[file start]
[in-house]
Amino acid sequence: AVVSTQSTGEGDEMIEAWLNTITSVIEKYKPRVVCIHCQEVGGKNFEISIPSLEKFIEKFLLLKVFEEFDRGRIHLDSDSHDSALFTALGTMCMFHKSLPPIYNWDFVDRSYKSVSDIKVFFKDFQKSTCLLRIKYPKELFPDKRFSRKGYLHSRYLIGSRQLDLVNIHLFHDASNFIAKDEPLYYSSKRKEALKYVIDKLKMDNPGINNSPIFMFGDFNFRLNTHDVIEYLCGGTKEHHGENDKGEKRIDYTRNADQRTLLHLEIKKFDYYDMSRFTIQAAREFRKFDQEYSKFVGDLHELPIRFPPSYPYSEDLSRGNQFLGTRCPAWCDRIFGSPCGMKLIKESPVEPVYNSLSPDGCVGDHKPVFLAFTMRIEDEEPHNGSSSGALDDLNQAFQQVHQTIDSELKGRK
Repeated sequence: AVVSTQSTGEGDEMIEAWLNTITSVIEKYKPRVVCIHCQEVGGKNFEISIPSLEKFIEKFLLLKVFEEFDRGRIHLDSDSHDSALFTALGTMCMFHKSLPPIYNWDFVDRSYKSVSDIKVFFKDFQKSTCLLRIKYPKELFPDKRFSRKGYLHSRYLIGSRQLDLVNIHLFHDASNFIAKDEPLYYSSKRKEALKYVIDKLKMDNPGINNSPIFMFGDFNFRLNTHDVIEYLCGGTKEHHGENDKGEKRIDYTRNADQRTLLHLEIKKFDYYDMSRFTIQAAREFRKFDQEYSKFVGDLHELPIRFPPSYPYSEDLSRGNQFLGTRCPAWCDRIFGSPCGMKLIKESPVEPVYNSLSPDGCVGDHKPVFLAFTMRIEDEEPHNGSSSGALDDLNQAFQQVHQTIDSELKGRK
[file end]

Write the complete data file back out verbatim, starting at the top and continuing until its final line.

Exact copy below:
[in-house]
Amino acid sequence: AVVSTQSTGEGDEMIEAWLNTITSVIEKYKPRVVCIHCQEVGGKNFEISIPSLEKFIEKFLLLKVFEEFDRGRIHLDSDSHDSALFTALGTMCMFHKSLPPIYNWDFVDRSYKSVSDIKVFFKDFQKSTCLLRIKYPKELFPDKRFSRKGYLHSRYLIGSRQLDLVNIHLFHDASNFIAKDEPLYYSSKRKEALKYVIDKLKMDNPGINNSPIFMFGDFNFRLNTHDVIEYLCGGTKEHHGENDKGEKRIDYTRNADQRTLLHLEIKKFDYYDMSRFTIQAAREFRKFDQEYSKFVGDLHELPIRFPPSYPYSEDLSRGNQFLGTRCPAWCDRIFGSPCGMKLIKESPVEPVYNSLSPDGCVGDHKPVFLAFTMRIEDEEPHNGSSSGALDDLNQAFQQVHQTIDSELKGRK
Repeated sequence: AVVSTQSTGEGDEMIEAWLNTITSVIEKYKPRVVCIHCQEVGGKNFEISIPSLEKFIEKFLLLKVFEEFDRGRIHLDSDSHDSALFTALGTMCMFHKSLPPIYNWDFVDRSYKSVSDIKVFFKDFQKSTCLLRIKYPKELFPDKRFSRKGYLHSRYLIGSRQLDLVNIHLFHDASNFIAKDEPLYYSSKRKEALKYVIDKLKMDNPGINNSPIFMFGDFNFRLNTHDVIEYLCGGTKEHHGENDKGEKRIDYTRNADQRTLLHLEIKKFDYYDMSRFTIQAAREFRKFDQEYSKFVGDLHELPIRFPPSYPYSEDLSRGNQFLGTRCPAWCDRIFGSPCGMKLIKESPVEPVYNSLSPDGCVGDHKPVFLAFTMRIEDEEPHNGSSSGALDDLNQAFQQVHQTIDSELKGRK